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WTO rules against U.S. anti-dumping trade policy

January 10, 2007|From the Associated Press

GENEVA — The World Trade Organization on Tuesday ruled that the U.S. had applied unfair anti-dumping duties on a number of goods, overturning an earlier decision that its tariff rates on some carbon steel products and ball bearings were in line with international trade rules.

The decision was a victory for Japan, which challenged the U.S. over the way it sets dumping fees.

In an unusually high-level reaction, Japan's Foreign Minister Taro Aso praised the WTO appeals body for the decision, which he said would help strengthen the system of rules guiding international trade.

The office of the U.S. trade representative in Washington said it was still studying the decision and could not immediately comment.

Governments investigate dumping when they suspect that producers are exporting products at below the market price in their own country -- usually because exports have been subsidized or when it is believed there is an attempt to corner the market.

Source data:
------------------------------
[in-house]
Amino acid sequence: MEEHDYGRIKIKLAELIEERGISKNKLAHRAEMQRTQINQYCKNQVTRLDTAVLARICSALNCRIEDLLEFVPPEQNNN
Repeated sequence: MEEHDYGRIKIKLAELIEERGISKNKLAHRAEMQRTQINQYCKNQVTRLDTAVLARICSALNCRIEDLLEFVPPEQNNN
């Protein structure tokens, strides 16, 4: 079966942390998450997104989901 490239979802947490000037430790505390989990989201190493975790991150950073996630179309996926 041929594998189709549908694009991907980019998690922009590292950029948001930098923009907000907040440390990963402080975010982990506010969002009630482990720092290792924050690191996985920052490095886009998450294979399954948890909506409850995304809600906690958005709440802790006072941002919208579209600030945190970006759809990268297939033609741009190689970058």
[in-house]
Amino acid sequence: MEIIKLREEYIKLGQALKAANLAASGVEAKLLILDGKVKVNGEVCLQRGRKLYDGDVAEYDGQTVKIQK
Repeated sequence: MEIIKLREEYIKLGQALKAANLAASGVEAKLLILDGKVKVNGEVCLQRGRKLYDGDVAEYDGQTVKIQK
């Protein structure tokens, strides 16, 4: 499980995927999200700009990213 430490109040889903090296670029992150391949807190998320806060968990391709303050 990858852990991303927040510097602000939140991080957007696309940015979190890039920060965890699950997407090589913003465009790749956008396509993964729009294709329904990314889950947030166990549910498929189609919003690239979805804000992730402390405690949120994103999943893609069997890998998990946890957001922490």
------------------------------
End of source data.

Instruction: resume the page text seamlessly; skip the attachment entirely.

The Geneva-based WTO had previously chided the U.S. in disputes with the EU and Canada for how it determines what corrective fees to apply, known in trade jargon as "zeroing."

Despite the legal setbacks, Washington stuck to its policy and appeared to have won an important test case when the WTO rejected most of Japan's arguments in September.

But Tuesday's decision reversed all findings from the ruling, and urged the U.S. to bring its anti-dumping measures into line with WTO obligations.

"The zeroing procedures adopted by the U.S. in any type of anti-dumping procedures violate its obligations under the WTO agreement," Aso said.

The appeals body had made it clear such restrictions on international trade would not be tolerated.

"Japan highly values the report as it will serve to maintain and promote the rule-based multilateral trading system," Aso added.

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